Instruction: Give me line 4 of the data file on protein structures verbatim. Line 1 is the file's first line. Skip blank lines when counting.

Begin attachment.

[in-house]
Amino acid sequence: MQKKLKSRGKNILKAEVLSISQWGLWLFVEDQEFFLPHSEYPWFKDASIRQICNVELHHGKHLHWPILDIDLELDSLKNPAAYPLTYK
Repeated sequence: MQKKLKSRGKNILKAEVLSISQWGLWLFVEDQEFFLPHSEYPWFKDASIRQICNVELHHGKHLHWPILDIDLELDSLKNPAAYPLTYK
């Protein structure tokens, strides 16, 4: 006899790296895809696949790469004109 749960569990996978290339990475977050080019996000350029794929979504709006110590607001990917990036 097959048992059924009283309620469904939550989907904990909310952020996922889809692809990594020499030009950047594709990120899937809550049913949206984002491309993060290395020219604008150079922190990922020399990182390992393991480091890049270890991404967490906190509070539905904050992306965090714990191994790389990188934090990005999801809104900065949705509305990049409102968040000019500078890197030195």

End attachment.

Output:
């Protein structure tokens, strides 16, 4: 006899790296895809696949790469004109 749960569990996978290339990475977050080019996000350029794929979504709006110590607001990917990036 097959048992059924009283309620469904939550989907904990909310952020996922889809692809990594020499030009950047594709990120899937809550049913949206984002491309993060290395020219604008150079922190990922020399990182390992393991480091890049270890991404967490906190509070539905904050992306965090714990191994790389990188934090990005999801809104900065949705509305990049409102968040000019500078890197030195």